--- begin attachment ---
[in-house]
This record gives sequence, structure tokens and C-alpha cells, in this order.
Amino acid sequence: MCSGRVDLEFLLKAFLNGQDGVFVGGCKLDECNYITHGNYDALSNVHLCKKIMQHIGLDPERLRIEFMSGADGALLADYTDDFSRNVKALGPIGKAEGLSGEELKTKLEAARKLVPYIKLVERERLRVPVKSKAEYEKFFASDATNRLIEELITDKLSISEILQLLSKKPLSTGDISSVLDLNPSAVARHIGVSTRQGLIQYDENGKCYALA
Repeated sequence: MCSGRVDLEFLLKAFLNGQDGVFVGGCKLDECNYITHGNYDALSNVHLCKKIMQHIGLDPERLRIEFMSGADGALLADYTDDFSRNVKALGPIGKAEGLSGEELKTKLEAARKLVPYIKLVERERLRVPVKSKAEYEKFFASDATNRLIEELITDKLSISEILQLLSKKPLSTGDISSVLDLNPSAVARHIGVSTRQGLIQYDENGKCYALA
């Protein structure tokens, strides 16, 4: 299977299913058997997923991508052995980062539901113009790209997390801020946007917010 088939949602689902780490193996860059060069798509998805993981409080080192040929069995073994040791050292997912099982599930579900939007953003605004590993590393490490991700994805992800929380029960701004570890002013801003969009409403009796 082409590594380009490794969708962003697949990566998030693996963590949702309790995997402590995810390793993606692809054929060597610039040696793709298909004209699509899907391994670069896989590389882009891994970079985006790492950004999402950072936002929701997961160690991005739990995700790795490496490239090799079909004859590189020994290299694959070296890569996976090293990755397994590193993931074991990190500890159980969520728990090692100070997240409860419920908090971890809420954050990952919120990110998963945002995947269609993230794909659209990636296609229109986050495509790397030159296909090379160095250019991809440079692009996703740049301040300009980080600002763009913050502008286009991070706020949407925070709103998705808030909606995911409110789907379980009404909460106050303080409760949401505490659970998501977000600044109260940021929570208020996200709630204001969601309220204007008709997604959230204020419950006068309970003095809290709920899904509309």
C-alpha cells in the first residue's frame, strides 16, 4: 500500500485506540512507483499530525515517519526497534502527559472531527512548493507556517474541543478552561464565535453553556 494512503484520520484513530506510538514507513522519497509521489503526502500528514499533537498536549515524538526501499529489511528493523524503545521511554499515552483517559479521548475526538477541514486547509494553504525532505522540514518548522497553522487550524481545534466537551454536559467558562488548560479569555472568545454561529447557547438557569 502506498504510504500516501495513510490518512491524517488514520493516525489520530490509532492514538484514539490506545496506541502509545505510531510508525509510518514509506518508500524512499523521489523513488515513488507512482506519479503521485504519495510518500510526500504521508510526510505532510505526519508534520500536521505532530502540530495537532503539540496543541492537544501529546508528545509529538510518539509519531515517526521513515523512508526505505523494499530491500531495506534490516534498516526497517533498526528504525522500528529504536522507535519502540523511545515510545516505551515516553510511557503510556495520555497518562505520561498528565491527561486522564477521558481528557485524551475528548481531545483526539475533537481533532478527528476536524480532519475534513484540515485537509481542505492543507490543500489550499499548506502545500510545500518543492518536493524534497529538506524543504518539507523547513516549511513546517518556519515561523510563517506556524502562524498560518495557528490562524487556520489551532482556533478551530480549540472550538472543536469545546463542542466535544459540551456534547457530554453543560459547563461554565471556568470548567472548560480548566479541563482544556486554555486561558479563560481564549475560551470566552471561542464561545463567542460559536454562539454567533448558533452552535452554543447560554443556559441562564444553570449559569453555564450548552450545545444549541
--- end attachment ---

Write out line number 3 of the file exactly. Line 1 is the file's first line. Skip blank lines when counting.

Amino acid sequence: MCSGRVDLEFLLKAFLNGQDGVFVGGCKLDECNYITHGNYDALSNVHLCKKIMQHIGLDPERLRIEFMSGADGALLADYTDDFSRNVKALGPIGKAEGLSGEELKTKLEAARKLVPYIKLVERERLRVPVKSKAEYEKFFASDATNRLIEELITDKLSISEILQLLSKKPLSTGDISSVLDLNPSAVARHIGVSTRQGLIQYDENGKCYALA